Archives in Atlanta, I listed two items from the "Family Name Index; Main Search Room": Item one: "Benjamin Hamrick, declaration
as Revolutionary soldier dated Nov. 7, 1832 and filed in Upson County Superior Court; born July 1739; lived in Prince William
Co., Va. at beginning of Revolution; re: Folks Huxford". Item two: "Benjamin Hamrick,Captain, Upson Co. April 16, 1838". Folks
Huxford was the founder of the "Georgia Genealogical Magazine" and in 1919 wrote a "History of Upson Co., Ga." I have been
unable to find a Revolutionary War record at the National Archives for this Benjamin Hamrick. I wrote to old Judge Huxford
about the abstract he made which was in the family name index, and he indicated he found this, when he was working in the
Upson County Superior Court Records, or in loose papers, probably for his book, just prior to 1919. I have not reviewed those
Court records, but have intended to order LDS film, but just don't have time. If Benjamin can be proven to be Irish, or if
this family tradition can be verified among his current descendants, Benjamin's military record may eventually be very important
to place an Irish Ham(b)rick in Pr. Wm. Co.
Benjamin's military record is documented in another book, History of Upson County Georgia
(1930) by Carolyn Walker Nottingham and Evelyn Hannah which records on page 162-163 under Veterans of Early Wars, Revolutionary
Pensioners and Naturalized Citizens ....... not quoted ...... that on November 7, 1832 Benjamin Hambrick, appeared in Upson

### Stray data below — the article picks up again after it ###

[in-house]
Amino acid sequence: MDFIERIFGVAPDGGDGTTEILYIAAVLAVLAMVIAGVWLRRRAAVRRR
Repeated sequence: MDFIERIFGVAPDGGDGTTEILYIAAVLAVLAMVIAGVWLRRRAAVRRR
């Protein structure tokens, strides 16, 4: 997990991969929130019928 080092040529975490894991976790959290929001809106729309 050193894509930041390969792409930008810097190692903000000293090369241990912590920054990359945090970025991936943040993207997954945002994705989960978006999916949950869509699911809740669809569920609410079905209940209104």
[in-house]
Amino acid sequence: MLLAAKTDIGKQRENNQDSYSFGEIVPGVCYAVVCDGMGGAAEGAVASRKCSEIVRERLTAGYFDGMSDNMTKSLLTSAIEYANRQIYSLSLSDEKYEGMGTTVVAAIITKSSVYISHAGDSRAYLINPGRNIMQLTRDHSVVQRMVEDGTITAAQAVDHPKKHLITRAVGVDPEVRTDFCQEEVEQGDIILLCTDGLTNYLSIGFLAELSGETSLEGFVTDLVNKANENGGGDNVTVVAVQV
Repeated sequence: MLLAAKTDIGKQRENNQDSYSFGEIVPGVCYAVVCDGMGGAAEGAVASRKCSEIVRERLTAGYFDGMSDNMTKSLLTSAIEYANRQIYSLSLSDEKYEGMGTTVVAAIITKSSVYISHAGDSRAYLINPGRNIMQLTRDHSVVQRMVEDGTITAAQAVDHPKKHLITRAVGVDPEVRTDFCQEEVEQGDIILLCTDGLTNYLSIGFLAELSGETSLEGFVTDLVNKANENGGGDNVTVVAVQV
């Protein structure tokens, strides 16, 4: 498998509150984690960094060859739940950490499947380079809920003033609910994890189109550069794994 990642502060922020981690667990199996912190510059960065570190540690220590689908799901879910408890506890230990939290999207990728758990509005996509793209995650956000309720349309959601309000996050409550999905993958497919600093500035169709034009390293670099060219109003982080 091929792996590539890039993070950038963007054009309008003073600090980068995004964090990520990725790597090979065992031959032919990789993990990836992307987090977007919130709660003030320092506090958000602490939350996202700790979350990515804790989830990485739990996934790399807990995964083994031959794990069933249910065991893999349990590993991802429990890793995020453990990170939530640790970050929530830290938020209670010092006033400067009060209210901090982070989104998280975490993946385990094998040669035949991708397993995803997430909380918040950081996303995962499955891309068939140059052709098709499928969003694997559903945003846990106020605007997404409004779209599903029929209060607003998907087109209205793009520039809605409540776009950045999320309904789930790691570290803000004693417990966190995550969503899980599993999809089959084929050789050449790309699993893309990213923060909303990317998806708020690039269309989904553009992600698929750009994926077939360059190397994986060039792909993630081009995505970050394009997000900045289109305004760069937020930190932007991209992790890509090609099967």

Co., Ga. age ninety three years, and made oath he volunteered and served under Capt. John Cleveland, Col. Benjamin Cleveland,
Col., William Lenor, Capt Preing and Gen. Rutherford. He served until the end of the war and was in two engagements, one at
Kings Mountain and one at Ramsuers Mills. He entered service in Prince William Co., Va. where he was born July 9, 1739. After
the war, he lived in Wilkes Co., N. C., then Wilkes Co., Ga., then Jasper Co. then Upson Co., Ga. He is acquainted with Elijah
W. Brazier, Joseph Horsley and John Hamrick (clergyman). The index to the 1820 Georgia census lists Benjamin Henrick in Jasper
Co. The Benjamin Ham(b)rick line appears interesting, but I just don't have time to trace it. I looked at the Wilkes Co.,
N. C. deeds and other abstracted records and noticed what appears to be two different men named Patrick Hamrick, so I question
if Patrick Jr. moved from Pr. Wm. to Wilkes Co., N. C. along with a Patrick III.
I do not have any proven Ham(b)rick ancestors, but there are unidentified females in my Bridges
Your comments will be appreciated.
Mills Y. Bridges
cc: Steve Bridges
Miles S. Philbeck, Jr.
Seeking more references to use for this website, all submissions will be considered for inclusion.